Celebrate Black Leaders in the Housing World

Celebrate Black History Month, today and throughout the year. Black History Month is a time to celebrate the fullness of Black history and culture, but that cannot be contained in one month alone.

This month’s theme focuses on Black Resistance. In support of this theme, The National Museum of African American History and Culture shares key stories to celebrate how African Americans worked collectively to serve and strengthen their communities, often “Making A Way Out of No Way.”

Since COTS focuses on housing, we wanted to share a few of the many Black trailblazers and leaders in the housing world. We honor the innovation, ingenuity, and resilience that Black people have contributed to our shared national culture and experience.

Hilyard Robinson (1899-1986) was one of the most successful Black architects in Washington, D.C. during the 20th century. He helped to address the housing needs of Black people—both poor and affluent—and became a renowned designer in public housing. He is widely known for his Langston Terrace Dwelling housing project located in Washington, DC and the airbase for the famed Tuskegee Airmen.

Robert C. Weaver (1907-1997) was the first Black person to be appointed to a U.S. government cabinet-level position. In 1966, President Lyndon B. Johnson appointed Weaver to be the first Secretary of the Department of Housing and Urban Development (HUD). As HUD Secretary, he expanded affordable housing programs and advocated for the passage of the Fair Housing Act.

Adam Clayton Powell, Jr. (1908-1972) was a pastor and activist who served 12 terms in the House of Representatives for the state of New York and the first Black person to be elected from New York to Congress. Powell had a confrontational approach to racial discrimination and fought for underserved communities. Powell’s work in housing revolved around his support for affordable housing and rent payments.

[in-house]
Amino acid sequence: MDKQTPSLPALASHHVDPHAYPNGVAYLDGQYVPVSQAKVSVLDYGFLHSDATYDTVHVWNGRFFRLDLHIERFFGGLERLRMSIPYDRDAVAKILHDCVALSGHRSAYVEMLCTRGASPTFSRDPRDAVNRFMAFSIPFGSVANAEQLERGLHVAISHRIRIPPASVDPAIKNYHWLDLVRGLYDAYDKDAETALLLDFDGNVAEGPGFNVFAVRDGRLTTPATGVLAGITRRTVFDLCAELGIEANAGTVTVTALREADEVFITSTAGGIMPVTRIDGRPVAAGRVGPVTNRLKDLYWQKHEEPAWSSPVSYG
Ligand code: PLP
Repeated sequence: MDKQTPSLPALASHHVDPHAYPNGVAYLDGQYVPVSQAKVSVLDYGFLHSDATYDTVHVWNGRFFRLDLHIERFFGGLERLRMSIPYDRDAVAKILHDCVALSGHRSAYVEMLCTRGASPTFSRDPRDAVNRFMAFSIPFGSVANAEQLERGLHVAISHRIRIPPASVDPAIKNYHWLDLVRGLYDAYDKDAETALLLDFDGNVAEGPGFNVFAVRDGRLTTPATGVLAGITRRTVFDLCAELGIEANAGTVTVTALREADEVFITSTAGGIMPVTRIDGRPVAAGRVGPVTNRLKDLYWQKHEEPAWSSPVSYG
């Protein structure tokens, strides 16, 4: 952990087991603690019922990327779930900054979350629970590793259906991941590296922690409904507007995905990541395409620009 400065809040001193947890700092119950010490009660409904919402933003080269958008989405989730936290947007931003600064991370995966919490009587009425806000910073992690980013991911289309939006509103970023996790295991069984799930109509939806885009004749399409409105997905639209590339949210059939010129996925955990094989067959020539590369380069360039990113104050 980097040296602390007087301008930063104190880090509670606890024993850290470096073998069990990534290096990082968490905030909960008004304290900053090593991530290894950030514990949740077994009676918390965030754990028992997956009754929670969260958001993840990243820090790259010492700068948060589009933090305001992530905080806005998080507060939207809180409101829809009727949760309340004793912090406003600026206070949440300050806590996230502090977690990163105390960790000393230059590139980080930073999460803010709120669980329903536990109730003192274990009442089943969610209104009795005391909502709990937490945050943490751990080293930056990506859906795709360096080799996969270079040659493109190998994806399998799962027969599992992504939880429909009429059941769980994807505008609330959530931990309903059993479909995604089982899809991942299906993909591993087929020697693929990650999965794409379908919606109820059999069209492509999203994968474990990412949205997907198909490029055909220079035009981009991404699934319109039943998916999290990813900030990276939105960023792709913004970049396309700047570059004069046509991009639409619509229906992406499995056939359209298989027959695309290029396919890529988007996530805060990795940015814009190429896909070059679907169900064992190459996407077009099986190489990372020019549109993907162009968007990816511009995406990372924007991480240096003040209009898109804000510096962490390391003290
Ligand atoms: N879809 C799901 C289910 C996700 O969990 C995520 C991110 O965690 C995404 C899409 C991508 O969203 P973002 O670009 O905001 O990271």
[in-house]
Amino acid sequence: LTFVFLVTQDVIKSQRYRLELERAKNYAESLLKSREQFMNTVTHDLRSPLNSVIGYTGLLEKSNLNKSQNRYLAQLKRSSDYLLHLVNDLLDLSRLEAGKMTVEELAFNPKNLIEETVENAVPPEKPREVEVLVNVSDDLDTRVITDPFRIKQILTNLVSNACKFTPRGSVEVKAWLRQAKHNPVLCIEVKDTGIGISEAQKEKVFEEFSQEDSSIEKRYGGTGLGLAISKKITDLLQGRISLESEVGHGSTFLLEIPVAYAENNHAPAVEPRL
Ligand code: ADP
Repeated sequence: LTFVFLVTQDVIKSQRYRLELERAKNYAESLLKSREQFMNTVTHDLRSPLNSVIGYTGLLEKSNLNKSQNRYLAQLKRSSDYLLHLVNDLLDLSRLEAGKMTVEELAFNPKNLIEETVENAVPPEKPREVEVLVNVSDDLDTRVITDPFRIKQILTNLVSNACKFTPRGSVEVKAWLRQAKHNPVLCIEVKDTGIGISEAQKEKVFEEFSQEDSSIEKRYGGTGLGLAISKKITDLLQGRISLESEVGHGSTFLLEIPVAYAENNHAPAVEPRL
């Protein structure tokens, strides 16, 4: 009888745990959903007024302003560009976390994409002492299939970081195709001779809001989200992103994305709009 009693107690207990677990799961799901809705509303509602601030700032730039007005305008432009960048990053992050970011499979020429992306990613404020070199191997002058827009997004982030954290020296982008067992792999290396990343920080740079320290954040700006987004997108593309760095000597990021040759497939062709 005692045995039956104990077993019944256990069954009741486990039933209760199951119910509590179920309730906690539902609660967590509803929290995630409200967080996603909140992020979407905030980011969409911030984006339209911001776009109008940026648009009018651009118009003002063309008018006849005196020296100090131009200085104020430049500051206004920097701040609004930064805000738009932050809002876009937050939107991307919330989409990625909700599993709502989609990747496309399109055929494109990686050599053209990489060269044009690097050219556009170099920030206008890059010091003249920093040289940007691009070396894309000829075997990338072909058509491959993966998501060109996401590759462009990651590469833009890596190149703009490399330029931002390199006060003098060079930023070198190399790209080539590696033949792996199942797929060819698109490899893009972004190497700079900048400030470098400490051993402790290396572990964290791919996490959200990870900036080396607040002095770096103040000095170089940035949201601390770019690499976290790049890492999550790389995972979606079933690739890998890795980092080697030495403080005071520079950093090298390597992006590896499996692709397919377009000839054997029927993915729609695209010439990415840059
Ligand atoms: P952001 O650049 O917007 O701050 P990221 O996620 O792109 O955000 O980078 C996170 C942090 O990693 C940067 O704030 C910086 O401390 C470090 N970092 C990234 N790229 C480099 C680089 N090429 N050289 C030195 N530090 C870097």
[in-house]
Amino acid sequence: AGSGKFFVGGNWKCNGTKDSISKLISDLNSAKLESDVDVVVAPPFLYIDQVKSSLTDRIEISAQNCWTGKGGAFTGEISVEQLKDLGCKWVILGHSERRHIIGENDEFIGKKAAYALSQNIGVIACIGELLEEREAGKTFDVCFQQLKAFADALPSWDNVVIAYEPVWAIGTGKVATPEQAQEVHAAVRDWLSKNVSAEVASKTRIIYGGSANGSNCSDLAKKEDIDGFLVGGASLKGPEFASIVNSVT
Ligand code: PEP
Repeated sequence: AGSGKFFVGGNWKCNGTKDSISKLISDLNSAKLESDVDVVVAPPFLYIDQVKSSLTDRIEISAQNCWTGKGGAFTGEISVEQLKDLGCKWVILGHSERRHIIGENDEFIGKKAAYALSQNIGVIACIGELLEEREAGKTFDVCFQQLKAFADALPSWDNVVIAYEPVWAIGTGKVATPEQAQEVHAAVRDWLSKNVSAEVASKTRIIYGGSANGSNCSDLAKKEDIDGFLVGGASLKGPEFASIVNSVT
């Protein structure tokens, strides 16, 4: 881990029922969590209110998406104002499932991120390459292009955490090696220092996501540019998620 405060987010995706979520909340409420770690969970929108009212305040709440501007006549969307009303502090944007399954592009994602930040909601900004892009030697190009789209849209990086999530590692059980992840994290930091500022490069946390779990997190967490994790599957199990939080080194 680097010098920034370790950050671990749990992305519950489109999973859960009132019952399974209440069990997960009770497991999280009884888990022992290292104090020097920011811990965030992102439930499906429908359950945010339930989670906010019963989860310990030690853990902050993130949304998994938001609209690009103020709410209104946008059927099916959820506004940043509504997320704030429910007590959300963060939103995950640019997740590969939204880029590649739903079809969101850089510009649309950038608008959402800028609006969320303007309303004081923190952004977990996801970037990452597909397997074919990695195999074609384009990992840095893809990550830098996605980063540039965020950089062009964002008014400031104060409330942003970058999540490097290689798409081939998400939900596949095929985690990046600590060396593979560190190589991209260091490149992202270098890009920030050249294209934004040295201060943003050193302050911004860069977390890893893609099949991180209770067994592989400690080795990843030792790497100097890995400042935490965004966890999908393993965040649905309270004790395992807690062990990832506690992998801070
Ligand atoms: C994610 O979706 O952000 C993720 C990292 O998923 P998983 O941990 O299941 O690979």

Senator Edward Brooke (1919-2015) was the first Black person elected to the U.S. Senate by popular vote in 1966, representing Massachusetts. Brooke was an important champion of civil rights and fair housing policies. He helped to cap the percentage of income that a resident would pay in public housing which became the building block for all federal housing programs since.

In 1977, Patricia Roberts Harris (1924-1985) was sworn in as the Secretary of the U.S. Department of Housing and Urban Development—becoming the first Black woman to hold a cabinet position. During her time at HUD, Secretary Harris launched a Neighborhood Strategy Program and fought to ensure critically needed resources were targeted to blighted neighborhoods, improving housing conditions and stimulating business activity in urban America.

Lisa Rice serves as the President and CEO of the National Fair Housing Alliance (NFHA). Rice has played a major role in advancing fair housing principles and to preserve and broaden fair housing protections such as the Dodd-Frank Wall Street Reform and Consumer Protection Act and by establishing the Office of Fair Lending within the Consumer Financial Protection Bureau.